Authors: Dinesh Gottipati, MS
Primary Advisor: Trevor Cohen, MBChB, PhD
Committee Members: Jiajie Zhang, PhD
Masters thesis, The University of Texas School of Biomedical Informatics at Houston.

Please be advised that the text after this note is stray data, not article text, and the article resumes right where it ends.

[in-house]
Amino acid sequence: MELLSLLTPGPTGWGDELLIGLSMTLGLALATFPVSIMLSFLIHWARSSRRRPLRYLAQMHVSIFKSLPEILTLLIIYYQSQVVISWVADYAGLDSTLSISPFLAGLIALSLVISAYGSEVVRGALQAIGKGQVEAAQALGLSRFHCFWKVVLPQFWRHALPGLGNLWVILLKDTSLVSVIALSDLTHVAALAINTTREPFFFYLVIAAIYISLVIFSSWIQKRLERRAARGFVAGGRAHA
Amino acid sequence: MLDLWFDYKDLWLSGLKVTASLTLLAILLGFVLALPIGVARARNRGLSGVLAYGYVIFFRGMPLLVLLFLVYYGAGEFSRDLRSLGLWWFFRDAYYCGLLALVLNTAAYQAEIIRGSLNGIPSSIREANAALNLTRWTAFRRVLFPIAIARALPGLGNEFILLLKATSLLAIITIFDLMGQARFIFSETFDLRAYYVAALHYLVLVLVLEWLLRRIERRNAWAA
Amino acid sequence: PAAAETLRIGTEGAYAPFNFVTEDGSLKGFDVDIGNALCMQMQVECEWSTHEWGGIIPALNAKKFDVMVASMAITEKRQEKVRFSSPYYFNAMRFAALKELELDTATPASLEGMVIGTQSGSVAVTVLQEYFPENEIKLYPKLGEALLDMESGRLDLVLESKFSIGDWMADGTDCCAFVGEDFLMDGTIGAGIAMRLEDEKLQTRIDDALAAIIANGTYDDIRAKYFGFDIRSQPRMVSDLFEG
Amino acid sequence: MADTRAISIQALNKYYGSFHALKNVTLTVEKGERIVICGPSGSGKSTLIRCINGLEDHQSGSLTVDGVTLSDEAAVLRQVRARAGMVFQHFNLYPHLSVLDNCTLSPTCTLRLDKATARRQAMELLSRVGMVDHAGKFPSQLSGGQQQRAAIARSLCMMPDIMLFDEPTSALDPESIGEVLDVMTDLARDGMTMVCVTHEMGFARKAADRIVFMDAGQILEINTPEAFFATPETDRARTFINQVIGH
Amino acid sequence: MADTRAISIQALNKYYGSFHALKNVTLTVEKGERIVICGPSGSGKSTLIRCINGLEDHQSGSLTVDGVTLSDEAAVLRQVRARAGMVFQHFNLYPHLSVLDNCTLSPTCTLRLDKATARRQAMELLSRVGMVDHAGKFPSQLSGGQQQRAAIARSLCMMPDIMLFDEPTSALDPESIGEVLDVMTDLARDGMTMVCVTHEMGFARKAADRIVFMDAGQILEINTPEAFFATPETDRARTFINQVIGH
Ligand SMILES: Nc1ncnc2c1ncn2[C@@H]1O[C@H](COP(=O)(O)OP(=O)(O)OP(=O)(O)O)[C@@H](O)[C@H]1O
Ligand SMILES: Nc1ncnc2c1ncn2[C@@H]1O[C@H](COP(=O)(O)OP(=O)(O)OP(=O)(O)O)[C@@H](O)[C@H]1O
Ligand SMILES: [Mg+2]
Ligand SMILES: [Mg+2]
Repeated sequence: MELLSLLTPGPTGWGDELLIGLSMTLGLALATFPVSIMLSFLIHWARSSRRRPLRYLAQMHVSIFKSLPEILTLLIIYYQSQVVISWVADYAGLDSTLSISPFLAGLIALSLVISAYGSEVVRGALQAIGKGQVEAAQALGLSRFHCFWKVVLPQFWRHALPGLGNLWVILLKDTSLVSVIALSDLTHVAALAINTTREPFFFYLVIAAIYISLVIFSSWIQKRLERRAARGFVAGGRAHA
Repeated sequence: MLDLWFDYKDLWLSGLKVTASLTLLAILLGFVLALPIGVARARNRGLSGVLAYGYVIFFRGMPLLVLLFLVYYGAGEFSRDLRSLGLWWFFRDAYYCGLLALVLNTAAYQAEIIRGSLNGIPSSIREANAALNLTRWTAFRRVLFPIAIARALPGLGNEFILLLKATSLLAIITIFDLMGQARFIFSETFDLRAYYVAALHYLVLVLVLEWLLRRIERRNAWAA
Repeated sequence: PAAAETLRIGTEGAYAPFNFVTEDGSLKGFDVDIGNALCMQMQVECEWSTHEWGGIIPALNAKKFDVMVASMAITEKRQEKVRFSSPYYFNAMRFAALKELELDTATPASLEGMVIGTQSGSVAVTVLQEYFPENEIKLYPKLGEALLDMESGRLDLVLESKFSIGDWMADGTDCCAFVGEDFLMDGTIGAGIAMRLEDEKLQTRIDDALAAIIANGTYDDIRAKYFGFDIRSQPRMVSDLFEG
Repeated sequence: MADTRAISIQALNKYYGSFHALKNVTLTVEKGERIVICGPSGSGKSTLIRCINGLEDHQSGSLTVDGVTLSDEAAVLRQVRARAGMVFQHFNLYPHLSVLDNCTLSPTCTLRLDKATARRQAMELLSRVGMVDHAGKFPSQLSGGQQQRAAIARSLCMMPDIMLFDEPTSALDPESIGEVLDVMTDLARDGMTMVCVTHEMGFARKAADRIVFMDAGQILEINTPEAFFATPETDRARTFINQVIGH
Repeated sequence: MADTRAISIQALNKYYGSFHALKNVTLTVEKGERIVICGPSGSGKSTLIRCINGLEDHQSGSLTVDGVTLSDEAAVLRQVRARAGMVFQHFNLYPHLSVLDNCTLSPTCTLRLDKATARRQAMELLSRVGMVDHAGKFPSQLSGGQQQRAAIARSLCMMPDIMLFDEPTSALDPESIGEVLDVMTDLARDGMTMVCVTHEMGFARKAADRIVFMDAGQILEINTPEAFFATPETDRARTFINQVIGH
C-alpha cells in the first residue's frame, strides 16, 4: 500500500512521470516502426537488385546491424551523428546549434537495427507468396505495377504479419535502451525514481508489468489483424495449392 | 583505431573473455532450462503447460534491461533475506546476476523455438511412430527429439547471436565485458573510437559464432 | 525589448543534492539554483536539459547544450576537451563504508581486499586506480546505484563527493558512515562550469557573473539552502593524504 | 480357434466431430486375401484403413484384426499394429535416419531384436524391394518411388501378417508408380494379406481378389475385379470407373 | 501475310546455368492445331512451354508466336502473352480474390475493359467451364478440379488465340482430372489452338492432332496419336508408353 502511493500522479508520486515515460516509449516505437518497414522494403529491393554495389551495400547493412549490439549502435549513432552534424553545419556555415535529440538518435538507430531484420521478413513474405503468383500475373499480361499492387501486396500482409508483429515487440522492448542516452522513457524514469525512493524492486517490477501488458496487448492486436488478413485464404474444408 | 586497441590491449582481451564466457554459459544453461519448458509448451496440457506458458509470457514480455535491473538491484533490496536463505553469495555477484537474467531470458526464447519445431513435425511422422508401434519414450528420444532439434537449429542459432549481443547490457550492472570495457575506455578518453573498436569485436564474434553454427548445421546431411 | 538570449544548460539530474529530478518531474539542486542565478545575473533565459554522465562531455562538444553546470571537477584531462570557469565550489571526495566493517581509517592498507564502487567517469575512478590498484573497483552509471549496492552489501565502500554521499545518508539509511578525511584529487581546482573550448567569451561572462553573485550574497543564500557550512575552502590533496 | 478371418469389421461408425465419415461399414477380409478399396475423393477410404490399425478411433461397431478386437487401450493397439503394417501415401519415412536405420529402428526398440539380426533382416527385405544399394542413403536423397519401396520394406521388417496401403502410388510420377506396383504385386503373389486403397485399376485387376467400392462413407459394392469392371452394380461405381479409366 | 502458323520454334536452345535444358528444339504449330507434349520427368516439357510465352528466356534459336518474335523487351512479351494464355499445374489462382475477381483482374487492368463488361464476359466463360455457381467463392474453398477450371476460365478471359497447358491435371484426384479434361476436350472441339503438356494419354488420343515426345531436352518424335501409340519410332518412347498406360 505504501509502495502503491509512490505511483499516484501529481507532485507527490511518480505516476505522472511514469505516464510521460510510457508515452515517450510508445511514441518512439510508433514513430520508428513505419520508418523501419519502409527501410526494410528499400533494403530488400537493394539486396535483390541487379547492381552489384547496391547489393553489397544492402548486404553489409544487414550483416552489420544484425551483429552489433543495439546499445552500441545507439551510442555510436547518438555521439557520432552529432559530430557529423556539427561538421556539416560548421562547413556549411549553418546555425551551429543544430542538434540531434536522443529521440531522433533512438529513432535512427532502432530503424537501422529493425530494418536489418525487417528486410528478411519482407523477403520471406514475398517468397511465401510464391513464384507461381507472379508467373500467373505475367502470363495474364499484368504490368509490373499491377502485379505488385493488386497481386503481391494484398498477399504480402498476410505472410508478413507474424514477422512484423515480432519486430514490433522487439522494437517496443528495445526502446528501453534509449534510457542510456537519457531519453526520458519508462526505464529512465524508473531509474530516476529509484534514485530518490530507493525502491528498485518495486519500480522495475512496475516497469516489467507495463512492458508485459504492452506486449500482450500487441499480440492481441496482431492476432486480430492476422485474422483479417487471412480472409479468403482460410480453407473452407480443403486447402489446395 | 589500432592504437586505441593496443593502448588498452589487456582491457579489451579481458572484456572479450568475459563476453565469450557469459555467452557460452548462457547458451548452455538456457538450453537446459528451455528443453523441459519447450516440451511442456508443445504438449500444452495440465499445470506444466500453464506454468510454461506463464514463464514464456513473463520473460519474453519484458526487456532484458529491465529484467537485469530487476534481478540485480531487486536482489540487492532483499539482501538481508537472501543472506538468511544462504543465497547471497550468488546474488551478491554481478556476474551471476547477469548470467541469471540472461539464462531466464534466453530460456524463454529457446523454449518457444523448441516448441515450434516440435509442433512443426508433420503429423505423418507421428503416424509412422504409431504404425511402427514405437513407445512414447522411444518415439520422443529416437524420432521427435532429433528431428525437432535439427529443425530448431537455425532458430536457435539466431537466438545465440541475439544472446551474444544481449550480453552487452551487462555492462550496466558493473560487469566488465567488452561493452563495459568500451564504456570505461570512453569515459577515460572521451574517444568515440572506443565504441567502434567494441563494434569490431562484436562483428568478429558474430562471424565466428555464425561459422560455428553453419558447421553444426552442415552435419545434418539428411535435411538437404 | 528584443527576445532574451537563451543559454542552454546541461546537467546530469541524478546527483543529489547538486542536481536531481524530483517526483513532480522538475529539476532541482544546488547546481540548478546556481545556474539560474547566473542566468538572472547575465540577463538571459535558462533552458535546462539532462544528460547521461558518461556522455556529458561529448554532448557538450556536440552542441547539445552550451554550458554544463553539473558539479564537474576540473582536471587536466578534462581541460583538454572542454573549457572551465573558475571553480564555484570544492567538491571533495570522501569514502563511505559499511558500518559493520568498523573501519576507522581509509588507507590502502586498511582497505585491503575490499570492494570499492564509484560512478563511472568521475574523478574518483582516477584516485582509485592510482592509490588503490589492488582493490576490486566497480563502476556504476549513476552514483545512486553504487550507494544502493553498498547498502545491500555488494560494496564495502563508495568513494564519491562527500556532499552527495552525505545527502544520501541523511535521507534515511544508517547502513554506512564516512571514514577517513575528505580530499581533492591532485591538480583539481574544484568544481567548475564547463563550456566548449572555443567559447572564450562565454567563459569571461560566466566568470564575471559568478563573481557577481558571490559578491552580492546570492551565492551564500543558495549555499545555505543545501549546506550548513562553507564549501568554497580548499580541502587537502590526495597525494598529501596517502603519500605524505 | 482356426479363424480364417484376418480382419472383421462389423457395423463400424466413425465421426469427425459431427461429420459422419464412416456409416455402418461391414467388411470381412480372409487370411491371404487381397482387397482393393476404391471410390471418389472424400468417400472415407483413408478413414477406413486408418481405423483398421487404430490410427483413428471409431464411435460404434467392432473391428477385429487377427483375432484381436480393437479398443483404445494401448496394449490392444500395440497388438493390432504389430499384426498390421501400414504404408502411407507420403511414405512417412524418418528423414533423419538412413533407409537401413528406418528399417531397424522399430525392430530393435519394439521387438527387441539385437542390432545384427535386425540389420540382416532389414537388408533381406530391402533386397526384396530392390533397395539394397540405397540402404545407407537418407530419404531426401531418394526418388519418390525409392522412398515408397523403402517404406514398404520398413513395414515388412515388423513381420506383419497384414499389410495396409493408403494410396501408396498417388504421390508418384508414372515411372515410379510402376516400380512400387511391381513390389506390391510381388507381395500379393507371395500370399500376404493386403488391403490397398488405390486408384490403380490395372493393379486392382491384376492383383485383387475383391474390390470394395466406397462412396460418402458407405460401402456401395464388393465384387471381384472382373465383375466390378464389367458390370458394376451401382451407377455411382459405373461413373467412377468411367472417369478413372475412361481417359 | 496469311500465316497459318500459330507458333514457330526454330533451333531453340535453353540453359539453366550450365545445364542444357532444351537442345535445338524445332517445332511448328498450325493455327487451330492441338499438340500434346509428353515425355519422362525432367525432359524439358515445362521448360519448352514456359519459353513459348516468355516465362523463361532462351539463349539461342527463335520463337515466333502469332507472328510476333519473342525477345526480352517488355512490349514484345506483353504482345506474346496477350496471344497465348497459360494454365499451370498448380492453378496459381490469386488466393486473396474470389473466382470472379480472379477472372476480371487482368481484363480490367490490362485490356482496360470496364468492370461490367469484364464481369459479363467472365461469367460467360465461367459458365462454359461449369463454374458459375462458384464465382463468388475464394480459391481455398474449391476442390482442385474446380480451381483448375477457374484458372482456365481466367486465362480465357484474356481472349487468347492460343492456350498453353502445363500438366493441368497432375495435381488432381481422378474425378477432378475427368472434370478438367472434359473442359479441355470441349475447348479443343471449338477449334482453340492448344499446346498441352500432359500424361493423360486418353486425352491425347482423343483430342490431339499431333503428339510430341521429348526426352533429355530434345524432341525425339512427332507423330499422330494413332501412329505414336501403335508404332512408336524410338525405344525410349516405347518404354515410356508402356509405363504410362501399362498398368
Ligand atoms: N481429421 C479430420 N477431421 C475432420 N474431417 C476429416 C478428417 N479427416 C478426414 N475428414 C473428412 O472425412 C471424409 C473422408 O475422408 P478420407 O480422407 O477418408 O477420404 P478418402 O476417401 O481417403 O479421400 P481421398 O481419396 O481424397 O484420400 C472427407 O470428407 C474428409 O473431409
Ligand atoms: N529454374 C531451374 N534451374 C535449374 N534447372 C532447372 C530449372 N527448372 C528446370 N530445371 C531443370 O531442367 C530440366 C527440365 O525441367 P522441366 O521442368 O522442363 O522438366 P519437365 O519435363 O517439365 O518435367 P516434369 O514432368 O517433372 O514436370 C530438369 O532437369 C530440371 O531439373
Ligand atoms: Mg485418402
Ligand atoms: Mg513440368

Given the prominent and direct role played by non-expert physicians in clinical care, and the differences between expert and novice comprehension, a support system that provides support by compensating for these differences is desirable. The cognitive literature on expertise emphasizes experts’ distinctive use of intermediate constructs, which are clinically relevant meaningful clusters of signs and symptoms during medical problem solving. Based on these findings, researchers have pursued the goal of developing a cognitive support system that assumes some of the cognitive burden of expert comprehension, namely the use of intermediate constructs, in order to support the clinical comprehension of trainees. In this paper, we evaluate one such cognitive support system, which is based on a previously validated simulation of expert organization of psychiatric narrative into diagnostically relevant higher level knowledge structures. Propositional analysis and Latent Semantic Analysis are the fundamental methods used to measure the effects of the system on clinical comprehension. Results indicate that the system supports the generation of facet-level hypothesis for simple clinical cases, and enhances the coherence of clinical summaries produced by trainees. These results contribute to our understanding of the use of facets as a design concept for cognitive support systems, and indicate directions for further research.